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Microadventure Series : Cemetery Hiking


#17hike of my 52 Hike Challenge

Trail/Park/Location: Minneapolis Pioneers and Soldiers Memorial Cemetery, Minneapolis, MN

The beauty of challenging yourself to look at the world in a new way is that you might discover something delightful and unexpected that sits right in front of you. When I was looking for inspiration for this series I’ve been getting a bunch of great suggestions from my hiking community. One that hadn’t crossed my mind was visiting a cemetery for one of my urban hikes. A fellow member of Women Who Hike mentioned that when she’s looking to get away from the crowd, especially for us city dwellers, that cemeteries can be a respite from the hustle.

Minneapolis has a few really amazing cemeteries that are located near our lakes and offer both the quiet and views of nature that we are all longing for right now. They provide a sense of reverence for the preciousness of life. For me, right now that sounded really comforting.

The additional draw for me is that I’ve been trying to make the getting to my hike locations part of the hike. Living in the city I’m trading dirt for pavement which is a trade I can live with for now. Hiking to a cemetery landed me squarely within the gates of Minneapolis’s oldest cemetery – Minneapolis Pioneers and Soldiers Memorial Cemetery. I’ve lived not far from this place for more than 15 years, Scouts in the BSA Troop I volunteer with have participated in service projects at the cemetery, but I’d never visited myself.

My route would take me past a Minneapolis mural, a water fountain as art piece outside the Midtown YMCA and past a host of new buildings at the hardscrabble intersection of Highway 55 and Lake Street East. Its a place that most people hurry by, bordered by two busy streets, a strip mall and a bunch of warehouse buildings. The sulfur smells from a neighboring foundry and the incessent sound of passing traffic permeate the neighborhood. It’s not as grand looking as Lakewood Cemetery near Bde Maka Ska (fka. Lake Calhoun). What it is though is the final resting place for more than 27,000 people, many who figured in the beginnings of Minneapolis and representing a broad swath of cultural backgrounds.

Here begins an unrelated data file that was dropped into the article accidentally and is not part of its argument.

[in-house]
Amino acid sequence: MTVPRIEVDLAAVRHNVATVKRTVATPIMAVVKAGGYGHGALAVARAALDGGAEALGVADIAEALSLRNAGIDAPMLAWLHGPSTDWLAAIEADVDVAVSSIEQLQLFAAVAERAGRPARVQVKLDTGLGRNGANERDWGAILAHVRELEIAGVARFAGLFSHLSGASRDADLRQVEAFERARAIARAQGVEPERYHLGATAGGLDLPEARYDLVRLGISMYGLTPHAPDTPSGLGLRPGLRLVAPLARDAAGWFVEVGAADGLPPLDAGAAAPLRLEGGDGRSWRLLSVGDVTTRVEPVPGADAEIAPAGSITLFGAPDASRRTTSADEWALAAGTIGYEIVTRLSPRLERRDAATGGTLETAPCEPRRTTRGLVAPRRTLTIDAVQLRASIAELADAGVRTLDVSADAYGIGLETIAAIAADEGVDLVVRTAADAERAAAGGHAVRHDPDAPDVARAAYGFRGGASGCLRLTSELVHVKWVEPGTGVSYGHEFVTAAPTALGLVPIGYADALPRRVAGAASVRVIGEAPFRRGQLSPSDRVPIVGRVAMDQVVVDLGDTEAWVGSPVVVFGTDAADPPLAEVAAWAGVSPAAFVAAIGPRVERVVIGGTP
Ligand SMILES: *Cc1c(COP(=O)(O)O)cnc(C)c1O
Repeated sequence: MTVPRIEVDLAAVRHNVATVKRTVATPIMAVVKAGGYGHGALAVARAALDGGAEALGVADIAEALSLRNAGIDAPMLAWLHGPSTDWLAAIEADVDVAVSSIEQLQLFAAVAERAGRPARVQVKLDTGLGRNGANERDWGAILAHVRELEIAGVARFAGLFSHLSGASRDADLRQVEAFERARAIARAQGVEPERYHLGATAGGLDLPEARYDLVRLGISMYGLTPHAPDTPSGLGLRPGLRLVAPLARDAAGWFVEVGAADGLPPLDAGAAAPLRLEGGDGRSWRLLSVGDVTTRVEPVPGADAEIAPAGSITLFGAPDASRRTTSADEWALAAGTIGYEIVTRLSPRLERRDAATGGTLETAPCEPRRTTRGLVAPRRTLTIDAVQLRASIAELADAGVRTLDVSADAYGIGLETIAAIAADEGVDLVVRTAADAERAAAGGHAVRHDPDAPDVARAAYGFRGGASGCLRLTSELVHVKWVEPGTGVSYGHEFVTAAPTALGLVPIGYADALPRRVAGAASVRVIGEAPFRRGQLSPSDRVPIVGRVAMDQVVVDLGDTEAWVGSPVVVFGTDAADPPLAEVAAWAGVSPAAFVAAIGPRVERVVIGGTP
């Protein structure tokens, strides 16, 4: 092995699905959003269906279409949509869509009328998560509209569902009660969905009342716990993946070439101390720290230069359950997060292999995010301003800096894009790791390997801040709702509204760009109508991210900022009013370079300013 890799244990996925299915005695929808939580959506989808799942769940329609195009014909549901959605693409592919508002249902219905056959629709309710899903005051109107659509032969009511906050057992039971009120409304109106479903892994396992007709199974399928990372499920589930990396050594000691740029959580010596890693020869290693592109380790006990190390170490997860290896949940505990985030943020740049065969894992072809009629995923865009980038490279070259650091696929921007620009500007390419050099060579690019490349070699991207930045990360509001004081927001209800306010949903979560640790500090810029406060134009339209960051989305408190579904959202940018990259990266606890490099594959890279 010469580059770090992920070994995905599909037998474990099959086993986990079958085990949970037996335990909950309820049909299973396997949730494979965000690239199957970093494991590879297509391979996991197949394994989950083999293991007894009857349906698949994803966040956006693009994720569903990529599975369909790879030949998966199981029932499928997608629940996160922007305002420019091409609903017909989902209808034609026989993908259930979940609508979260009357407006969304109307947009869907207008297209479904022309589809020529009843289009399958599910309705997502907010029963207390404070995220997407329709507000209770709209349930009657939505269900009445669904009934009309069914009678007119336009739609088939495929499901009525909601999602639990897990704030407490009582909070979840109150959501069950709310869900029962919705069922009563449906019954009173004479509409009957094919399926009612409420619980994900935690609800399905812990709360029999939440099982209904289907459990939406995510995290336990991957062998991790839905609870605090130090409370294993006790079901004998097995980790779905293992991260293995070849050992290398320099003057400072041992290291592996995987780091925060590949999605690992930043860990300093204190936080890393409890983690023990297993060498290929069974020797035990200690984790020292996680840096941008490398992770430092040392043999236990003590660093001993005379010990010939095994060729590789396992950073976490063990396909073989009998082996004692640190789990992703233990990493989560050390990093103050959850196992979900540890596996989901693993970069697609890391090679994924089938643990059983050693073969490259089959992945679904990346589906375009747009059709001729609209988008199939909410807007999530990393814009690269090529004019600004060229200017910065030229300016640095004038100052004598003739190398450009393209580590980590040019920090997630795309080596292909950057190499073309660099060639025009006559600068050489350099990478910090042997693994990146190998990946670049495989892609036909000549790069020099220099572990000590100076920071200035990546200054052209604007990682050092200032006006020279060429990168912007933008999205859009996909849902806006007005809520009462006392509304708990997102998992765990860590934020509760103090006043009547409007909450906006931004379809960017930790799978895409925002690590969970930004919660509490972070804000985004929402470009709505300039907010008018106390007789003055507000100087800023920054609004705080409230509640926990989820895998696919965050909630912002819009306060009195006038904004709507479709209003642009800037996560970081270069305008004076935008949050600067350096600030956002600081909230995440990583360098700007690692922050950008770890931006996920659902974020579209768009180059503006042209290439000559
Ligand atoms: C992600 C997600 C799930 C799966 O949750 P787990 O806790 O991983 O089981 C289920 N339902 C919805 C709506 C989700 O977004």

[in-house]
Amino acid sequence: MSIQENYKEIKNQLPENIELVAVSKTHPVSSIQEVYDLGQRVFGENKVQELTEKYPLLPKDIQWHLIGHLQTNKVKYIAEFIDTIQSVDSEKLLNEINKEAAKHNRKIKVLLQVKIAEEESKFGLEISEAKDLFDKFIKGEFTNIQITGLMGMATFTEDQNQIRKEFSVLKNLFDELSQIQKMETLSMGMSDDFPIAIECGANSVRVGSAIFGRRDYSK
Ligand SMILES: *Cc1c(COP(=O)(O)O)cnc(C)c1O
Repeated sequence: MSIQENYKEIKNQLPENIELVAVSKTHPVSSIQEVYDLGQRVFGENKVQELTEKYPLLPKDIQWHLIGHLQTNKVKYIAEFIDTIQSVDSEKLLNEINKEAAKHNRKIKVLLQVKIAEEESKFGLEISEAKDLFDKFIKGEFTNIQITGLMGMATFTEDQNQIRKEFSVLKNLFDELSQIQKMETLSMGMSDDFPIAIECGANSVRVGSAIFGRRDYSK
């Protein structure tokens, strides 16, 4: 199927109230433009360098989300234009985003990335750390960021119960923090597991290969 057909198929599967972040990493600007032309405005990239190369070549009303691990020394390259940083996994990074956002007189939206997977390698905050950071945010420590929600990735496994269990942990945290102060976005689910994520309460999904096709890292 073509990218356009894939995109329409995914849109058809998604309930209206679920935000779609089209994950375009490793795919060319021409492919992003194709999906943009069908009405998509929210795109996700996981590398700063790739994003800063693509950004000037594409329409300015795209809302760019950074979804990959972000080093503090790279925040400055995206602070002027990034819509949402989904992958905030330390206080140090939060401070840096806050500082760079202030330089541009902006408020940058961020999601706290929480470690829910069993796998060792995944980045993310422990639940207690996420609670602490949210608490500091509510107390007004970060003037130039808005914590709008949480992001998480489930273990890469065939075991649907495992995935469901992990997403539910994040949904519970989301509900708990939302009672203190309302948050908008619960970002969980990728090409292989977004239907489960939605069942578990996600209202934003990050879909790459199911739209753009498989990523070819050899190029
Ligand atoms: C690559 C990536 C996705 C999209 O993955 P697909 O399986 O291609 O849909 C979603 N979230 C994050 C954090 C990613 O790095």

The cemetery was placed on the National Historic Register in 2002, is maintained by the City of Minneapolis and gets support from the Friends of the Minneapolis Pioneers and Soldiers Memorial Cemetery. Originally known as Layman’s Cemetery, it opened in 1853. As I entered the main gate off Cedar Avenue, I turned left and began what would be a zig-zagging walk through the burial plots. The ground was uneven. Headstones are barely readable in some cases. There are vast swaths of grass where no headstone exists and others where the ground has sunk slowly engulfing the flat stones. I found the variety of markers fascinating, knowing that I’d be heading online when I got home to learn more about the history of this place.

The place, because of its location, didn’t offer the peacefulness in the way that most parks. But as I wandered I had plenty of time to contemplate the idea of the permanence we seem to seek as humans. The need to leave our mark. I imagined, as I have on my many hikes over the past few years, what the family who selected this site would have seen in 1853. Could they have imagined that this place, which was likely very peaceful in 1853, would be bordered by a city rushing by? What was the view from the top of the circle on the one road into and out of the plots? Most assuredly it wasn’t a strip mall. I’d have to do more digging, but I also assumed, that this location was on the outskirts of Minneapolis into at least the early 1900s. Knowing my home was built in that time period would make sense.